Bixi files for bankruptcy protection
Published Monday, January 20, 2014 2:41PM EST
Last Updated Tuesday, January 21, 2014 8:02AM EST
Bixi's financial woes have proven to be too much for the Public Bike System Company.
Facing $47 million of debt after five years on the road, the company has filed for bankruptcy protection and asked the city of Montreal to take over the service.
Montreal Mayor Denis Coderre said Monday afternoon that the upcoming season for Bixi is not in danger, and the bike-lending service will continue for the foreseeable future.
He added, however, that it was "out of the question" for the city of Montreal to spend any more money on the bike-sharing service.
"Bixi is a good idea," but I have to protect taxpayers, said Coderre.
It was just two years ago that the city of Montreal propped up the bicycle rental system with $37 million in loans and $71 million in loan guarantees.
Coderre said the Public Bike System Co., the company that runs Bixi, still owes the city of Montreal $31.6 million, and that Montreal is covering approximately $11 million in loans for the company.
The company said it is owed $5.6 million from various clients, affecting its cash flow.
Last September Montreal's auditor general, Jacques Bergeron, reported that the company has always been faced with financial irregularities, and Projet Montreal leader Richard Bergeron predicted that Bixi would soon go bankrupt. He agreed with Coderre that the city should no longer fund the project.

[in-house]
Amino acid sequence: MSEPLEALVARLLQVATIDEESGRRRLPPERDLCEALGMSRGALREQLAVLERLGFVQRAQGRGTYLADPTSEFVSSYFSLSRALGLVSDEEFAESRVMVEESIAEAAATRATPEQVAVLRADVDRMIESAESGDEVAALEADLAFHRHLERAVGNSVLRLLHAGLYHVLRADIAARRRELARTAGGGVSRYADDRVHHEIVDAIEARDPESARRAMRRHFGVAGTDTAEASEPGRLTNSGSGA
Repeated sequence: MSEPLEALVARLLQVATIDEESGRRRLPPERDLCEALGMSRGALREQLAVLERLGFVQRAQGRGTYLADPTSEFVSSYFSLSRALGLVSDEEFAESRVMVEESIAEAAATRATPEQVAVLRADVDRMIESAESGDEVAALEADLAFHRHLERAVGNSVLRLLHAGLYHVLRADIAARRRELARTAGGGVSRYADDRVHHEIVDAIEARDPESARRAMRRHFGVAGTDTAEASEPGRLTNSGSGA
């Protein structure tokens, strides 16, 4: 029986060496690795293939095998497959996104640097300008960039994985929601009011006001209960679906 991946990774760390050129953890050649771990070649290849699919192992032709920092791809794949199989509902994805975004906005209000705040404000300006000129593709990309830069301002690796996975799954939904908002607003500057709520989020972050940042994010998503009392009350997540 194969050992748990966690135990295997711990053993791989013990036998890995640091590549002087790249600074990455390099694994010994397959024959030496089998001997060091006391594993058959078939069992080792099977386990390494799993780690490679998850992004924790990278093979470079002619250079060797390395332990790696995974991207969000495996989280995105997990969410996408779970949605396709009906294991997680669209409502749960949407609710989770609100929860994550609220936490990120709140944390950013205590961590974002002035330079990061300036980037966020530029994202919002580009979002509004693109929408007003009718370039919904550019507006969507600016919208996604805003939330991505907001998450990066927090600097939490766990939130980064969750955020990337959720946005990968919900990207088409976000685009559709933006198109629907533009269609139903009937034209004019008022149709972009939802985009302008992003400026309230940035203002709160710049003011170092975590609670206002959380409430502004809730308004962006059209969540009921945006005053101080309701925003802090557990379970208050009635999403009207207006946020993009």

“For sure, we will not pay anymore,” he said. “That's why I support the decision of Mayor Coderre. We will see what the final price tag will be.”
Critics have frequently criticized the Public Bike System for expanding too fast, with operations in 14 different municipalities, and for not having a viable business plan.
New York and Chicago are withholding payments totalling $5.6 million because of delays and glitches with Bixi software that's affecting their bike-sharing programs.
That’s just one part of the problem, said McGill Faculty of Management business analyst Karl Moore.
“It appears that the price point that people are willing to pay for a service like this is just not enough to sustain a viable business model,” said Moore.
Coderre said the bankruptcy protection will give Bixi time to restructure and try to sell off its international operations, adding that this was a tough decision, but it's the right one, repeatedly calling it “courageous.”
“This is the kind of administration that I want to put forward. Call a spade a spade. If there's a decision to be made, we're making a decision. I'm here to protect the taxpayers’ money. I'm here to represent the citizens. That's my role as a mayor. That's the kind of leadership that I want to provide,” he said.
Bergeron and others also said the bicycles used by Bixi are too expensive, with their individual cost estimated as anywhere from $830 to more than $7,000.
Over the next few days, the Public Bike System Company will be meeting with representatives from the city, to consider various scenarios and plan for the spring.